From Our Collection
Midland Red AHA 147
Reg No: AHA 147 - new 1974
Chassis: Morris Commercial L2
Engine: Morris 14hp
Between 1924 and 1936, Midland Red acquired over thirty Morris or Morris Commercial vans for its service fleet. The earliest examples were Morris Cowley 12hp models. Most were Morris Commercial 12hp or 15hp models, although some larger examples were bought too.
AHA147 is a Morris Commercial L2 14hp 15cwt van - chassis number 416L/3037 - purchased by Midland Red via Colmore Depot, Birmingham, and registered in Smethwick on 30 November 1934. It is believed to be the first three-letter Smethwick registration issued to the company, but only by a matter of days, because the first AHA-registered bus entered service on 8 December that year, and the next few on 12 December.
Its log book records its original livery as grey and red, later altered to red; the latter would have been Sinclair's standard all-red service vehicle livery. The Accounts Department allocated it inventory number M95, but like the 'A' numbers for buses this was not displayed on the vehicle; indeed it is not known if any service vehicles carried a 'bonnet' number prior to the arrival of Sinclair. It is also not known what fleet number was later allocated to AHA147, though it might eventually be discovered beneath several coats of paint.
Its original allocation is not recorded formally, but AHA147 is known to have been at Hinckley Garage by 1947. However, the records we have suggest that service vehicles were rarely transferred between garages, so the speculation is that it went to Hinckley Garage when it opened on New Year's Day 1935 and remained there until being replaced by a Morris Commercial lorry in 1953. If that is the case, then it would have been at Hinckley at the same time as the SOS SON GHA337.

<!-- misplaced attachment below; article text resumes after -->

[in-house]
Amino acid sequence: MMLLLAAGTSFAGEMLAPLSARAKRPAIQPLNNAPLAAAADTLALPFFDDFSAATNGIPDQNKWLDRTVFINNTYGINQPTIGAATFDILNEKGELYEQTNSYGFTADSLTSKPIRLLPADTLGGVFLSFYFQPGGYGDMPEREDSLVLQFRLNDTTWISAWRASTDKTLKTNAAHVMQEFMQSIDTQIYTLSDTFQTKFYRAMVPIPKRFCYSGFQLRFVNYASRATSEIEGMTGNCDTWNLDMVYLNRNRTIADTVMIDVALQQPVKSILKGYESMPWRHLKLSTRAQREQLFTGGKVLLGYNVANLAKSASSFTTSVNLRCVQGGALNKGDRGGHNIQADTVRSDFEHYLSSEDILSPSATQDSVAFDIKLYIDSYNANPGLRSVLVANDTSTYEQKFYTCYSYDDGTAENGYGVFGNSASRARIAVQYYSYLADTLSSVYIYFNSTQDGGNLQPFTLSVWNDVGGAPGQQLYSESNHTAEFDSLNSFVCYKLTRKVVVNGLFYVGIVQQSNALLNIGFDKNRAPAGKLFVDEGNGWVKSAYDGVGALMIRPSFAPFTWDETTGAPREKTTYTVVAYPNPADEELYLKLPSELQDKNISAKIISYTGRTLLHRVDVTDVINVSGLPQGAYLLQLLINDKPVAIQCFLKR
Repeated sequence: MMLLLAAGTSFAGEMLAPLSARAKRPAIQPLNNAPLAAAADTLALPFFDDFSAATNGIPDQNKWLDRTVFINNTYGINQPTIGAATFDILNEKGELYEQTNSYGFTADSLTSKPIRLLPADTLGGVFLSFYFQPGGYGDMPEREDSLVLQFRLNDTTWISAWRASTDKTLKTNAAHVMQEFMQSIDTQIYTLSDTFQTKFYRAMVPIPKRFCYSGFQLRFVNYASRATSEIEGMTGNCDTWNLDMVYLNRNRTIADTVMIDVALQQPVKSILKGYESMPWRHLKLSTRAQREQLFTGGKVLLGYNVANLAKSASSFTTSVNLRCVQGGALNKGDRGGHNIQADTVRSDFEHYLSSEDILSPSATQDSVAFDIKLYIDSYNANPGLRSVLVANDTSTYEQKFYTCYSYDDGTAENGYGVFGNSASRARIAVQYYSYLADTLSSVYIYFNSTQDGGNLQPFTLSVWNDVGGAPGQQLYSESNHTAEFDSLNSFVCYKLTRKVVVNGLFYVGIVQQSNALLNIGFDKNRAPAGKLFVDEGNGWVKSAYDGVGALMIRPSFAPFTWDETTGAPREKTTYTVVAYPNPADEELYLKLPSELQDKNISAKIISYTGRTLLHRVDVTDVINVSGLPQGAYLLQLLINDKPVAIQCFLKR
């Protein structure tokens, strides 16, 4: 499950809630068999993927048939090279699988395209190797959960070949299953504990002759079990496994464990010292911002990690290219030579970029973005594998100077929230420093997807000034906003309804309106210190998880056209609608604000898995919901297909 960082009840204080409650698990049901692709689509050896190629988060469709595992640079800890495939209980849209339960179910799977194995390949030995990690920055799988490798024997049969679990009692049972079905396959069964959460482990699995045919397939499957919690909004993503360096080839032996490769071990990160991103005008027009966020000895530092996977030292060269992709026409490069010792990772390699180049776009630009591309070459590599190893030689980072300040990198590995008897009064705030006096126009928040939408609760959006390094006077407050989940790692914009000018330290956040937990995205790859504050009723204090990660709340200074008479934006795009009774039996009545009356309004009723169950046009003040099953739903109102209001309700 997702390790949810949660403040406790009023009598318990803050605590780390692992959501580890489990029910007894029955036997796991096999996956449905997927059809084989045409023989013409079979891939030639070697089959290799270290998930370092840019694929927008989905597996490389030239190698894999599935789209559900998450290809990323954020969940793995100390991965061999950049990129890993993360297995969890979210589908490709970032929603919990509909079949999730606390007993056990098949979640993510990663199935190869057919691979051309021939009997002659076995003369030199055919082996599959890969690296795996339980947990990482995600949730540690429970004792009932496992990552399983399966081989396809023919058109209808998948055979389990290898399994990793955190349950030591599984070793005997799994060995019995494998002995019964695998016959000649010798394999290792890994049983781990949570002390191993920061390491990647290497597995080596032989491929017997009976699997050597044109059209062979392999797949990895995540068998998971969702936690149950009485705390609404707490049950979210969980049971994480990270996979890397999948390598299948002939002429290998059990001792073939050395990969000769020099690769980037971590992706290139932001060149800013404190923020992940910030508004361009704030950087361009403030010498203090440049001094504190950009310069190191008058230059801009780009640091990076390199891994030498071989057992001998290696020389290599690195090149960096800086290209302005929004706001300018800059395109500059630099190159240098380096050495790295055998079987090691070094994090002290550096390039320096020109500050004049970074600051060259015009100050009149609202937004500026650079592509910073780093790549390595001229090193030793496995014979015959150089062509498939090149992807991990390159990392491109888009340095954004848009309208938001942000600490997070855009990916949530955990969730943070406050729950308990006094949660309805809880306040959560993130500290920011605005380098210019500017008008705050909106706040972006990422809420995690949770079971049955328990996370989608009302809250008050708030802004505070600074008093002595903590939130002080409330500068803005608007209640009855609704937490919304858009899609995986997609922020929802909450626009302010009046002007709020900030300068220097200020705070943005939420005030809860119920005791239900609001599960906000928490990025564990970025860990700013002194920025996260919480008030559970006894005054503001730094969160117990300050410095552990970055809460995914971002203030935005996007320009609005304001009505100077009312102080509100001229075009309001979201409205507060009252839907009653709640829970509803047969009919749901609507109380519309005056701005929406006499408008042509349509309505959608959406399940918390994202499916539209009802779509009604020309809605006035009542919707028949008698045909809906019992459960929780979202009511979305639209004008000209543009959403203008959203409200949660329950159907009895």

AHA147 had its road tax surrendered by Midland Red on 2 March 1953, and its first subsequent owner - a farmer in the Nuneaton area - re-taxed it on 6 March 1953. It remained in use with the farmer until 1960.
Presumably it was then simply left for three-and-a-half decades before being acquired by a commercial vehicle preservationist in 1995. Lloyd Penfold discovered it being offered for sale through e-Bay in July, and a successful bid has secured it for the Museum. Unfortunately, its early registration number seems to have attracted some bidders, which might have pushed the price up.
AHA147 is clearly in need of very extensive restoration, and it will be a 'barn find' exhibit until its turn comes. Yet one hopes it should be simpler than rebuilding a bus body, and experience gained from the battery-electric vehicles suggests it will not be an impossible task.